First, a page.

Google Launches Password Checkup Extension to Alert Users of Data Breaches

Sheri Evans
February 7, 2019

Using someone elses account and password sure is awful, but what is more bad is one actually getting into your Google Account, especially if you store card data, accounts for online banking and other sensitive information. If Google detects a username and password on a site you use is one of over four billion credentials that it knows has been compromised, you will get an alert and a recommended action.

Google's new Chrome extension Password Checkup aims to ensure that your password is never compromised without your knowledge.

As detailed on Password Checkup's Chrome Web Store entry, "It never reports any identifying information about your accounts, passwords, or device".

Cross Account Protection is the next step - in case a hacker has already compromised an account and managed to log in.

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It's kinda like security researcher Troy Hunt's Have I Been Pwned? service - which lets you look up your usernames and passwords to figure out if they were leaked or stolen - wrapped into an extension. This is where the new Password Checkup Chrome extension can help.

Once installed, the Password Checkup tool will monitor all your logins and trigger warnings once a positive match comes up.

Ever since digital big leaguers like Facebook - and even its own Google+ - were hobbled by data privacy gaffes that exposed the personal data of its users, Google has been on a mission to make sure it covers his rear end the best it can. It is claimed to proactively detect and respond to security threats. Unfortunately, these protections haven't extended to the apps that you sign into with Google Sign In. Here Google will "only share information with apps where you have logged in with Google".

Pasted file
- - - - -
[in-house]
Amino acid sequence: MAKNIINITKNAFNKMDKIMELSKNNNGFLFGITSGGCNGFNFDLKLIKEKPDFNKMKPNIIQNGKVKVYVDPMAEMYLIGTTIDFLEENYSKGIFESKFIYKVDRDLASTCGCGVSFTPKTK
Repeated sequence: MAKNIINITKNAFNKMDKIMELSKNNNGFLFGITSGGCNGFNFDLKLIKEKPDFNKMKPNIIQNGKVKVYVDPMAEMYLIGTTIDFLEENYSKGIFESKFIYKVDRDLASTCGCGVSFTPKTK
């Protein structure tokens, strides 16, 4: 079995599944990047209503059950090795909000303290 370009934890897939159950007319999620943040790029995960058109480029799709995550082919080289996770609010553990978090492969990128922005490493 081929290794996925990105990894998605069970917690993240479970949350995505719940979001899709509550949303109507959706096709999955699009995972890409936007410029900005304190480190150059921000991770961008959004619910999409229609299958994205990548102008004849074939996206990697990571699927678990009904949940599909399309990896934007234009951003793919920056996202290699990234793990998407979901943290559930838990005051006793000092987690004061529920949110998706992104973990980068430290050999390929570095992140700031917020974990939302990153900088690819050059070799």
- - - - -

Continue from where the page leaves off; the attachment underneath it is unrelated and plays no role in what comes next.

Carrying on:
Google says it will continue to tweak the tool over time, improving site compatibility and the detection of user-name/password fields. This strategy has helped us protect over 110 million users in the last two years alone. The company only shares the fact that a security event has occurred, basic information about the event such as whether an account was hijacked and this information is only shared with apps where a user's Google credentials were used to login.

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